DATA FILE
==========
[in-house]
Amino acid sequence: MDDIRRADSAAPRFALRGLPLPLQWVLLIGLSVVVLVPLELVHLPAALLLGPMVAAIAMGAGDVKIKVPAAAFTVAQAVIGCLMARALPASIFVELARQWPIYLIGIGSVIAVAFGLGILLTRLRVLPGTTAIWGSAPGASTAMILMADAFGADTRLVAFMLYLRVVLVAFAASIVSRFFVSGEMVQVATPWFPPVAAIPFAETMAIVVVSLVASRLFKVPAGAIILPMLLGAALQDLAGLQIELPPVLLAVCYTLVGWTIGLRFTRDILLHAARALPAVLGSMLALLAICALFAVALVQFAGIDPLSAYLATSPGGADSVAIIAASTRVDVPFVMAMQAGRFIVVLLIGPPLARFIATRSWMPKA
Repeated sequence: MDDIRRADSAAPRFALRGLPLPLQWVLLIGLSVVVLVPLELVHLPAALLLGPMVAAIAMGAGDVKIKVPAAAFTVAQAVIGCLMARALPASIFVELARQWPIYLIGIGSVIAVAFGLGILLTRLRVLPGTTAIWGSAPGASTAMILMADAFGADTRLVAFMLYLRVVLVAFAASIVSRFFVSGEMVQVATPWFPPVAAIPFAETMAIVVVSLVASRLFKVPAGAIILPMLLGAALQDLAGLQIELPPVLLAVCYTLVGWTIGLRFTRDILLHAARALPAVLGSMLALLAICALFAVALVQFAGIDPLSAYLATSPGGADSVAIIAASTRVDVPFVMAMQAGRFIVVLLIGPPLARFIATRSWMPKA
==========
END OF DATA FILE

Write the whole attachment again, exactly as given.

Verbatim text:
[in-house]
Amino acid sequence: MDDIRRADSAAPRFALRGLPLPLQWVLLIGLSVVVLVPLELVHLPAALLLGPMVAAIAMGAGDVKIKVPAAAFTVAQAVIGCLMARALPASIFVELARQWPIYLIGIGSVIAVAFGLGILLTRLRVLPGTTAIWGSAPGASTAMILMADAFGADTRLVAFMLYLRVVLVAFAASIVSRFFVSGEMVQVATPWFPPVAAIPFAETMAIVVVSLVASRLFKVPAGAIILPMLLGAALQDLAGLQIELPPVLLAVCYTLVGWTIGLRFTRDILLHAARALPAVLGSMLALLAICALFAVALVQFAGIDPLSAYLATSPGGADSVAIIAASTRVDVPFVMAMQAGRFIVVLLIGPPLARFIATRSWMPKA
Repeated sequence: MDDIRRADSAAPRFALRGLPLPLQWVLLIGLSVVVLVPLELVHLPAALLLGPMVAAIAMGAGDVKIKVPAAAFTVAQAVIGCLMARALPASIFVELARQWPIYLIGIGSVIAVAFGLGILLTRLRVLPGTTAIWGSAPGASTAMILMADAFGADTRLVAFMLYLRVVLVAFAASIVSRFFVSGEMVQVATPWFPPVAAIPFAETMAIVVVSLVASRLFKVPAGAIILPMLLGAALQDLAGLQIELPPVLLAVCYTLVGWTIGLRFTRDILLHAARALPAVLGSMLALLAICALFAVALVQFAGIDPLSAYLATSPGGADSVAIIAASTRVDVPFVMAMQAGRFIVVLLIGPPLARFIATRSWMPKA